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Experts warn of poisoning from lupine seeds
Lupine seeds have become increasingly popular in recent years. The healthy legumes are already called the new soy by some people. However, experts now point out that poisoning from lupine seeds has often occurred in the past.
Schnitzel and ice cream from lupine
For many people who want to keep their meat consumption low or who eat a vegetarian or vegan diet, foods are often brought to the table that are produced from soy or milk protein. Some people do not tolerate this so well. Lupins are not only a suitable substitute for them. Schnitzel, sausages, flour and ice cream are made from the plant. In some cases, the consumption of legumes can also lead to health problems.
Symptoms of poisoning from bitter lupine seeds
As reported by the Federal Institute for Risk Assessment (BfR) in a current communication, data on about 30 specific cases with poisoning symptoms of different severity, triggered by bitter lupine seeds, were transmitted to the institute by the poison information centers for the period from 2010 to 2016.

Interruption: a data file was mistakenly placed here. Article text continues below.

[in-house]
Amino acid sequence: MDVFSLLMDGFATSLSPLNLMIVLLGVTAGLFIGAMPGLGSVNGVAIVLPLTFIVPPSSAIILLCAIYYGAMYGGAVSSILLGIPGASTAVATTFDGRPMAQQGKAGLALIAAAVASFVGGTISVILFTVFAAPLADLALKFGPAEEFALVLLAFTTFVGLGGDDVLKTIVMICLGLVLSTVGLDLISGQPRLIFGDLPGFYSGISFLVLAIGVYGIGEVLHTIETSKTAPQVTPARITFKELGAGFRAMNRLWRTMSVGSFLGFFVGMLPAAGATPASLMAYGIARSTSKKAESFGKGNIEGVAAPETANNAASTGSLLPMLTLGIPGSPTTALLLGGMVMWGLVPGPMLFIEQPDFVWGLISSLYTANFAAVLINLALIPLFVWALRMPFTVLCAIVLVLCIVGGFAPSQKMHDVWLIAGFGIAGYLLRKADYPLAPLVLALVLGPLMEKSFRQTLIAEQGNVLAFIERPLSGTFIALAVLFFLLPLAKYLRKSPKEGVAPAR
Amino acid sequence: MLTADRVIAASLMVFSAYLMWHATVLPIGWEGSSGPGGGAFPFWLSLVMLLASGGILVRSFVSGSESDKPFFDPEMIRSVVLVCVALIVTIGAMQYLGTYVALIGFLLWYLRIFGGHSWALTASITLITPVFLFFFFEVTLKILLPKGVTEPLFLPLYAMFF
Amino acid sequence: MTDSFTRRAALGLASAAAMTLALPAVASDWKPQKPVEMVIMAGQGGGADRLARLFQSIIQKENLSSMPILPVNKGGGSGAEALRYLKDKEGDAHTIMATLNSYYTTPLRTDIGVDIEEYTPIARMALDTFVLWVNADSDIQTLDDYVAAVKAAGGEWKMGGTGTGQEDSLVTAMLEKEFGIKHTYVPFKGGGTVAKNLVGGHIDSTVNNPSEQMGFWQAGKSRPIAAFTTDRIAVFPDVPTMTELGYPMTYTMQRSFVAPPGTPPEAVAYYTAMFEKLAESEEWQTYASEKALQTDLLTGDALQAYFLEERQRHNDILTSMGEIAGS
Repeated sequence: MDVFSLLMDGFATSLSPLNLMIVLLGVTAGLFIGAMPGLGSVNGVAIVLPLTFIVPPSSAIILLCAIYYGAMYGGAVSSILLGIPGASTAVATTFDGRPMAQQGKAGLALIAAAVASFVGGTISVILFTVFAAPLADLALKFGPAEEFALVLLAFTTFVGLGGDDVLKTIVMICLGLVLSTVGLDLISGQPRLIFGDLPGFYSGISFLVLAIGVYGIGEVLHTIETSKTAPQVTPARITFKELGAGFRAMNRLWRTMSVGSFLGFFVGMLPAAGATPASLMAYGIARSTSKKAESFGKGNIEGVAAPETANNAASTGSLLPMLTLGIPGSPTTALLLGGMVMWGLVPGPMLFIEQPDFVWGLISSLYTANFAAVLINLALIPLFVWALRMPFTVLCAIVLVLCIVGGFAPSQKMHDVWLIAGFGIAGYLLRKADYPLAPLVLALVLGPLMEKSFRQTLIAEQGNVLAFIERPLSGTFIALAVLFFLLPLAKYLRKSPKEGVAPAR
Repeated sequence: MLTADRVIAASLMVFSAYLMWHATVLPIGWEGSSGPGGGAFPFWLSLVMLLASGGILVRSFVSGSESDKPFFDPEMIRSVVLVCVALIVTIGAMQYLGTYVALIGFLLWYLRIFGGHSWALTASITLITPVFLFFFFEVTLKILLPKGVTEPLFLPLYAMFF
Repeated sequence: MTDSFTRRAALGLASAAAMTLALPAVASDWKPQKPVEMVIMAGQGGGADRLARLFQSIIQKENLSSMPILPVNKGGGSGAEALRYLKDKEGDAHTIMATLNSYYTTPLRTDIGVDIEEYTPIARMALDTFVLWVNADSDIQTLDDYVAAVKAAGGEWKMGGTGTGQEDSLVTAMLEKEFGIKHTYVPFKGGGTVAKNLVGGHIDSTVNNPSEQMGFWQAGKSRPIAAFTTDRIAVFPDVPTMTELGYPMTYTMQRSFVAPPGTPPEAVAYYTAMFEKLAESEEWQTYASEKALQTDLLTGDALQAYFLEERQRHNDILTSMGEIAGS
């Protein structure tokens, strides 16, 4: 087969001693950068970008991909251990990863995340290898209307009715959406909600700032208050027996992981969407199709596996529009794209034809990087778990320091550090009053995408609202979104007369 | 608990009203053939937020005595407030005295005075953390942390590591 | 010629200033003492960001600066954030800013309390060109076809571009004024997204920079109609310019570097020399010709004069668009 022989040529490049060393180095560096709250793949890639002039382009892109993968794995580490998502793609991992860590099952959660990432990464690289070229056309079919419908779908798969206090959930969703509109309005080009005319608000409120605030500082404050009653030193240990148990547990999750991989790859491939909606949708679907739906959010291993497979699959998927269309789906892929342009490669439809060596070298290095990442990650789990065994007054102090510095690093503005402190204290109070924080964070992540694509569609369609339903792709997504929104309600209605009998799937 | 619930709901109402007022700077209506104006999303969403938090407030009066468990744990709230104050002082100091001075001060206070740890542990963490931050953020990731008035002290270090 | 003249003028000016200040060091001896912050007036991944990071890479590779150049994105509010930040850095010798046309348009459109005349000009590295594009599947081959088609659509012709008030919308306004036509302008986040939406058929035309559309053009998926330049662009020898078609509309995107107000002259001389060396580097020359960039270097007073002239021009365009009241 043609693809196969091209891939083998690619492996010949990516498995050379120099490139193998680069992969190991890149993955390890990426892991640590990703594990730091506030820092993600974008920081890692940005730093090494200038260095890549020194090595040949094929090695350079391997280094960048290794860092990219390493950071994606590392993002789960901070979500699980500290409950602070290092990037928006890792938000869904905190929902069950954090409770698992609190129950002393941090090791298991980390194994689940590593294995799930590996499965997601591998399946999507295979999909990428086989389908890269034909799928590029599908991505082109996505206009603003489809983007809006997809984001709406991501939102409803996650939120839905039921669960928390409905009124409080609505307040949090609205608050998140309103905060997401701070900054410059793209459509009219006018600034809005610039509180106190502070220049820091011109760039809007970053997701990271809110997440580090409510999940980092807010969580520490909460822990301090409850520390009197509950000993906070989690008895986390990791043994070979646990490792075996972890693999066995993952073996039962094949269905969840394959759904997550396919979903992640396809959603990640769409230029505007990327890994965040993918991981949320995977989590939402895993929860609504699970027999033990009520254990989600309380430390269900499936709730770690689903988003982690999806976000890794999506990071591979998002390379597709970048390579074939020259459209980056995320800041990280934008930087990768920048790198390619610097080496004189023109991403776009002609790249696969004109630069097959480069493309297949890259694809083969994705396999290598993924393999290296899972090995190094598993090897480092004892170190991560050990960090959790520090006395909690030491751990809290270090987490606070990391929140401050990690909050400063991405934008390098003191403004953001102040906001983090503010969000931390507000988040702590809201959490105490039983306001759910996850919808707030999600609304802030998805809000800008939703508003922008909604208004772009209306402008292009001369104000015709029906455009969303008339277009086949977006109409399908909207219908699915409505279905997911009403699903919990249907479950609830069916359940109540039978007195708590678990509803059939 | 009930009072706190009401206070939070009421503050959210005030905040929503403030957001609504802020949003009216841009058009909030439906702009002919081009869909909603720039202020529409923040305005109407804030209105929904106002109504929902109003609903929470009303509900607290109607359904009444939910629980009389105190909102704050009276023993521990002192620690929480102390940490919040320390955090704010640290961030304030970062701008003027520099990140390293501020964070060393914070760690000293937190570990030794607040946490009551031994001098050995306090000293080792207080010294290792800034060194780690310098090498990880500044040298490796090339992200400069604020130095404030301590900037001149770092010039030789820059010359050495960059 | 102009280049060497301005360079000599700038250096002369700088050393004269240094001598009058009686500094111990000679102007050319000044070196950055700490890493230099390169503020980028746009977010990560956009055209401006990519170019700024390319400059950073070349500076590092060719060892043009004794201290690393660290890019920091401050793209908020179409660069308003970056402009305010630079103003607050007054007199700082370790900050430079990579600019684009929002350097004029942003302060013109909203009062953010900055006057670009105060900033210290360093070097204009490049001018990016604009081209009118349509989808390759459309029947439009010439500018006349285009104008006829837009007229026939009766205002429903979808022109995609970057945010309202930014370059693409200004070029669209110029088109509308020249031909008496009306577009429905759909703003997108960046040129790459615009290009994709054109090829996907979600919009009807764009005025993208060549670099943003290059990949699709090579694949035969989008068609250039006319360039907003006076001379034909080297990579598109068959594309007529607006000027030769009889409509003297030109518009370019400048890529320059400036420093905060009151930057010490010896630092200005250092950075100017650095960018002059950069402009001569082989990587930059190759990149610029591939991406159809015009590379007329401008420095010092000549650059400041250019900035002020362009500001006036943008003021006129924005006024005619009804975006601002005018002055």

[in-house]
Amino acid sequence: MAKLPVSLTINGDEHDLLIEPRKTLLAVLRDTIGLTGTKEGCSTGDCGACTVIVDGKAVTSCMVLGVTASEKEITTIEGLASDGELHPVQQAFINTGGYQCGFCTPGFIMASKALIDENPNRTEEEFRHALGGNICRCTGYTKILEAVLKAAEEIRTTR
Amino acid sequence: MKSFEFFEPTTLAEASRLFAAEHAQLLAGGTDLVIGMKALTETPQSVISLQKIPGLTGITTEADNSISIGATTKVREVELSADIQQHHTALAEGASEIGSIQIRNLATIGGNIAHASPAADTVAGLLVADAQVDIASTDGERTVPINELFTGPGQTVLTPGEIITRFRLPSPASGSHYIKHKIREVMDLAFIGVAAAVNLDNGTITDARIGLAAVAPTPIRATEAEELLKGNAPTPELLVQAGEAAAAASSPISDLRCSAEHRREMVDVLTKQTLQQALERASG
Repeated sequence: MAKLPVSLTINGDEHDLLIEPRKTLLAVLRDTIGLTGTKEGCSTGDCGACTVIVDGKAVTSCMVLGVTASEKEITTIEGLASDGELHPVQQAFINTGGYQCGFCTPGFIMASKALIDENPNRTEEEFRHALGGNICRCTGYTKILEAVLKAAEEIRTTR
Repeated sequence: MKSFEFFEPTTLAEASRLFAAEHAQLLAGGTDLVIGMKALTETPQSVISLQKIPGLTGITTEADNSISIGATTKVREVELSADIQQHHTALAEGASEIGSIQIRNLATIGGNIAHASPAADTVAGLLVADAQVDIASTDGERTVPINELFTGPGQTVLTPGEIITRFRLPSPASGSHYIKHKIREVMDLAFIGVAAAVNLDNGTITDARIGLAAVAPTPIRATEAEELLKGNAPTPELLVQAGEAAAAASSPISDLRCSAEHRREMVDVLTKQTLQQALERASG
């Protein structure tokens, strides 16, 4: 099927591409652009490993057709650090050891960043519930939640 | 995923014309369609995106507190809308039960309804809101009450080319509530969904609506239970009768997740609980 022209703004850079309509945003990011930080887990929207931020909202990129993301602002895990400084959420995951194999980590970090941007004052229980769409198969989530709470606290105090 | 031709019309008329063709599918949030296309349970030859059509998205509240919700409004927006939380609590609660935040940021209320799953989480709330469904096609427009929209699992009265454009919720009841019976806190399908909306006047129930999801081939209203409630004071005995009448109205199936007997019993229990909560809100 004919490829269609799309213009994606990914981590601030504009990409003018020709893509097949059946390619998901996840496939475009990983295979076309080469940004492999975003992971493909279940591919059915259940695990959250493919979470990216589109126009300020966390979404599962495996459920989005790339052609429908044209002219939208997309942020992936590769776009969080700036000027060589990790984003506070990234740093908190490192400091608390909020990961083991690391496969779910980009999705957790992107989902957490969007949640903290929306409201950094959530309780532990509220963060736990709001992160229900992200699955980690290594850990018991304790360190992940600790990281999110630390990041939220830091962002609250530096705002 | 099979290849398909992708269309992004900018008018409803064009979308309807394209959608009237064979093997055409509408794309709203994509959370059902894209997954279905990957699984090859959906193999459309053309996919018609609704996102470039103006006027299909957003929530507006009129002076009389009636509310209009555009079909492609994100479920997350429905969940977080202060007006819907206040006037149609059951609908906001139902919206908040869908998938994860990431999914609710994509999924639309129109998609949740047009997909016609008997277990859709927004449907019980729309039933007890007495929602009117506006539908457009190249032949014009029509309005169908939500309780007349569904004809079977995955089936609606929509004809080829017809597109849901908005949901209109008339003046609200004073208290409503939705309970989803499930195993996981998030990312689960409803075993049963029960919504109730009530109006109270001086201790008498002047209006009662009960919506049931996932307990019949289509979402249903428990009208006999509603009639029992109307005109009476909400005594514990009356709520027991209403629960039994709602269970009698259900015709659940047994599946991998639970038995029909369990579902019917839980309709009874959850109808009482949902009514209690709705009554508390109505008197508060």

"When buying unprocessed lupine seeds, it is usually difficult to tell whether they are bitter lupine seeds that contain toxic alkaloids or sweet lupine seeds that can be consumed without further processing," said BfR President Professor Dr. Dr. Andreas Hensel.
According to BfR, a bitter taste of lupine seeds or the products made from them can be an indicator of the presence of lupine alkaloids that are undesirable for health.
The bitter-tasting soaking water from lupine seeds should never be consumed or used to prepare food.
Laypeople should refrain from debittering lupine seeds
Lupine seeds have been used increasingly in food production for several years - for example for the production of gluten-free baked goods and pasta or dietetic products for people with milk protein allergies.
Lupine products are very high in protein. Lupine seeds contain little fat and no gluten, but a lot of fiber. Since the seeds are also almost purine-free, they are also suitable for gout patients.
Depending on the type and origin, they can contain bitter quinolizidine alkaloids. If these are not removed properly in a so-called “debittering process”, they can trigger poisoning symptoms in humans that affect the nervous, circulatory and digestive systems.
"The BfR recommends consumers who do not have their own expertise to use products clearly identified as sweet lupine seeds or bitter bitter lupine seeds that have already been debittered and to refrain from debittering lupine seeds themselves," says Hensel. (ad)